Outline of ampelography for the vinifera grapes in California
AuthorFrederic T. Bioletti
Author AffiliationsFrederic T. Bioletti was Professor of Viticulture, Emeritus.
Hilgardia 11(6):227-293. DOI:10.3733/hilg.v11n06p227. June 1938.
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The word “ampelography” by its derivation from ampelos—vine—and graphe—writing—means the description of vines. In actual modern usage it is usually confined to what may be called the horticultural description of grapes. It differs both in purpose and material from botanical description. The taxonomic botanist deals with species, each consisting of a group of like plants which are more similar to one another than to the members of any other species; the horticultural ampelographist deals principally with variations among seedlings of the same species.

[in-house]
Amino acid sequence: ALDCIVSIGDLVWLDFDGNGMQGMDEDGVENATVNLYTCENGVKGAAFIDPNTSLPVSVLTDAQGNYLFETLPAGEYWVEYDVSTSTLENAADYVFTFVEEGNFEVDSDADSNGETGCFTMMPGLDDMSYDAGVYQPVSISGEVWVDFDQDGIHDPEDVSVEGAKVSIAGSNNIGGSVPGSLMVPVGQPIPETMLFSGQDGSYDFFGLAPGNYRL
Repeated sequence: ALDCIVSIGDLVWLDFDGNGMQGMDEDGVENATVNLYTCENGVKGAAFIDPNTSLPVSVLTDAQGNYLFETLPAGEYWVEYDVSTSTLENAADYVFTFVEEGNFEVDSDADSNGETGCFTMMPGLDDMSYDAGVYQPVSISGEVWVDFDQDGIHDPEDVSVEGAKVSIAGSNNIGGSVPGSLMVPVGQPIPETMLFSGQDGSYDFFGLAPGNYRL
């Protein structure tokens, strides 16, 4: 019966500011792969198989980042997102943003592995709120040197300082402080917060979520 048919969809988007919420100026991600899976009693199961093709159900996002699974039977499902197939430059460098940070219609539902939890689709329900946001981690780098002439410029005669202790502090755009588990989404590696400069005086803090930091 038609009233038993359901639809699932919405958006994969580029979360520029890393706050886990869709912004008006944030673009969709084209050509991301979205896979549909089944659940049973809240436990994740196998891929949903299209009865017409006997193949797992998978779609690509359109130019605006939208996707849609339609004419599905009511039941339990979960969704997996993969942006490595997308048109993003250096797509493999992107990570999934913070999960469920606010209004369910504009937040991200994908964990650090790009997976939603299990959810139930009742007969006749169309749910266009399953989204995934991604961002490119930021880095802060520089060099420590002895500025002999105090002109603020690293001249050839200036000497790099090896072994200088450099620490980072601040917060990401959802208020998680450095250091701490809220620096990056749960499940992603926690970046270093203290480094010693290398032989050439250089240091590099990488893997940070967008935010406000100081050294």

The species of the botanist is a group of like individuals, usually seedlings; the variety of the ampelographist is a single individual—the clone—or the totality of all the plants derived by vegetative propagation from a single seedling3 and constituted therefore simply of parts of the same individual. The variations of the seedlings of a species in nature are comparatively rare and tend to disappear in competition with the type most suited to the environment. Under culture, any of these variations which are found desirable by man are propagated and preserved and in time may become very numerous.
In their Ampelographie, Viala and Vermorel4 list 24,000 names and synonyms of grapes representing about 5,000 varieties, derived principally from one species, Vitis vinifera.
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